The Organised Private Sector of Nigeria (OPSN) says a collaborative interface with government’s regulatory agencies and entrepreneurs on regulatory processes will improve Micro, Small and Medium Enterprises (MSME) operations.
Mr Soji Apampa, Co-founder, Convention on Business Integrity (CBI), spoke at the Public Private Dialogue/Survey Launch hosted by the Lagos Chamber of Commerce and Industry (LCCI) and Centre for International Private Enterprise (CIPE) on Thursday in Lagos.
Apampa said a survey was done on 501 businesses comprises 376, 76 and 49 for Lagos, Abia and Kano respectively.
The News Agency of Nigeria reports that the Dialogue was entitled: ” Transactional Accountability, Process Consistency, and Operational Transparency of the National Agency for Food, Drug, Administration and Control (NAFDAC)”.
Apampa said the survey’s key findings revealed that 65 per cent of respondents experienced cost differentials in cost learnt and actual cost paid with 82 as percentile value for informal and non receipted payments.
He said that respondents listed reasons for non receipted payments to include ‘thank you’, fast track process, reduce liability, reduce sanctions, and for correct interpretation of regulations.
Apampa, however, revealed that 67 per cent of MSMEs responded satisfactorily to the services rendered by the agency.
He said: “57 per cent of MSMEs consider corruption in dealing with regulatory officials as major constraint to business effectiveness, efficiency and competitiveness.
“MSMEs account for 96 per cent of businesses, generated 75 per cent of national employment and contributed 47 per cent to the Gross Domestic Product (GDP) of Nigeria.
“Many companies believe that self regulation is the best, but you need strong motivating force, outcomes and benchmarks.
“On government’s part, regulatory bodies believe they should be doing the regulatory affairs.
“Stakeholders should have a role too, but it’s not enough; so, this calls for collaborative efforts by all parties to support MSME survival and growth,” he said.
Responding, Mrs Mojisola Adeyeye, Director-General, NAFDAC, urged entrepreneurs to take responsibility of all transactions by making it a policy to get receipts to eliminate bribes and other corruption practices.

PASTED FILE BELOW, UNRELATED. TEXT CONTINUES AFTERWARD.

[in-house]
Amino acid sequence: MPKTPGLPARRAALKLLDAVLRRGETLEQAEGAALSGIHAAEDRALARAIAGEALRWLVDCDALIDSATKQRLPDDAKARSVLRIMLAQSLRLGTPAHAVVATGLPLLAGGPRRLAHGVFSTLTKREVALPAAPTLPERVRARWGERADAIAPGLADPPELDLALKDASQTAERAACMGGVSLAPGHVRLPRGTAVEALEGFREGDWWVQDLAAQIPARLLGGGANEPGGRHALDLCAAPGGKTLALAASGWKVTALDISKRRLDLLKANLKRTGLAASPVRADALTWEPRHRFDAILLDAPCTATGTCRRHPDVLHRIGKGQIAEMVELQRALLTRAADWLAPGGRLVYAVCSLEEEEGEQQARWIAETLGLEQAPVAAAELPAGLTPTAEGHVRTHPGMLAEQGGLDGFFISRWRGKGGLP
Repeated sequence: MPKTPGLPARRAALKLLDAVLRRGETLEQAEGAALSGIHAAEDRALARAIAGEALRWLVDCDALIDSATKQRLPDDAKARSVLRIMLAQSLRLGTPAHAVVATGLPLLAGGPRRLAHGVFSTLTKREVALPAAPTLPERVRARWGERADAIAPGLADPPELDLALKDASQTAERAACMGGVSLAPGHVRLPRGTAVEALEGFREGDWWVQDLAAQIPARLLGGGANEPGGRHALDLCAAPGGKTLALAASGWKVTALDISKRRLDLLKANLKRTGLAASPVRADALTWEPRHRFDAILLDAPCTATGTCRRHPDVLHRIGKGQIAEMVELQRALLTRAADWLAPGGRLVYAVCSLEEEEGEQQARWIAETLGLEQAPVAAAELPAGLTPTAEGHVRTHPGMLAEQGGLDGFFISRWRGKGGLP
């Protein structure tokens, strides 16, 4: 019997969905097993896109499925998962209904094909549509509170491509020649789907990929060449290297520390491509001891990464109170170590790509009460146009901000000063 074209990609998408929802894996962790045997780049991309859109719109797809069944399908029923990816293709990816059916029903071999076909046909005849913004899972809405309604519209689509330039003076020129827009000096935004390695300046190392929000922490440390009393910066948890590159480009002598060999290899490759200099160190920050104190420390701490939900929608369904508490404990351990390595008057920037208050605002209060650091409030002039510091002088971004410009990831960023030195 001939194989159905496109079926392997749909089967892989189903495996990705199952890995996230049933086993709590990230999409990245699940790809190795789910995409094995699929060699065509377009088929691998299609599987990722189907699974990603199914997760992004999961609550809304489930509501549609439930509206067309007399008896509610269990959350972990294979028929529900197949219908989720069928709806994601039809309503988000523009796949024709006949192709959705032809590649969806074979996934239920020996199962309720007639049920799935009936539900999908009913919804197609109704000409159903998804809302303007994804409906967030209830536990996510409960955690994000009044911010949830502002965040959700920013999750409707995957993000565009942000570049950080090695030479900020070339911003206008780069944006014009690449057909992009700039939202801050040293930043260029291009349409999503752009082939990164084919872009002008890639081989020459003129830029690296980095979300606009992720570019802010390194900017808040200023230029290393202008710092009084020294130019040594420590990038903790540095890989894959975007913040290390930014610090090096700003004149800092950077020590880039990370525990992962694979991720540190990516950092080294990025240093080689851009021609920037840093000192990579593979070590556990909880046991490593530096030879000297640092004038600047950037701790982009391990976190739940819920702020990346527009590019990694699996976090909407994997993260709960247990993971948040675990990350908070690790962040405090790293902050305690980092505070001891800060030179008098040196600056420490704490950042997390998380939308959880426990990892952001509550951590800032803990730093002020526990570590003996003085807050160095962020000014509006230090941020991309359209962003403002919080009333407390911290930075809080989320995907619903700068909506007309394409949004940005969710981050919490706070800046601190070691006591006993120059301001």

Adeyeye, represented by Prof. Samson Adebayo, a Director with the agency, said the agency had abolished the use of consultants or agents inclusive of its staff to further reduce human interface and tackle corruption.
The NAFDAC director-general said reports of the survey detailed that the agency had cascaded goals into short, middle and long term goals to improve its operations and enhance ease of doing business for MSMEs.
“Staff reorientation is part of the short term goals and the idea is to ensure that every staff of the agency is reminded of the implications of every action.
“Management has also set up a task force charged with the possibility of carrying out their activities without interference of any staff.
“We also encourage the use of our online platform to carry out all transactions to reduce human interface and corrupt practices,” he said.
Also, Mrs Toki Mabogunje, President LCCI, said that the task of strengthening NAFDAC’s regulatory activities was a collective responsibility.
This, Mabogunje said, was to champion courses that promote fairness, transparency, efficiency and equity in the operational framework of the regulatory agencies.
“We acknowledge the efforts by the administration of President Muhammadu Buhari in the implementation of business enabling initiatives such as the establishment of the Presidential Enabling Business Environment Council (PEBEC) and introduction of Executive Order 001.
“We are of firm belief that NAFDAC, as a regulatory agency that interacts with all categories of businesses in Nigeria, contributed significantly to the process leading to the aforementioned milestone.
“Under the dynamic leadership of Prof. Mojisola Adeyeye, NAFDAC has carried out a lot of reforms of its processes. However, a lot of improvement are still required to better NAFDAC’s processes and operations.
“Everyone, including business membership organisations, chambers of commerce, trade associations, other private sector stakeholders, Ministries, Departments and Agencies (MDAs), sub-nationals and Federal Government have significant roles to play.
“As key stakeholders, all hands must be on deck to have this course actualised,” he said.
Edited By: Olagoke Olatoye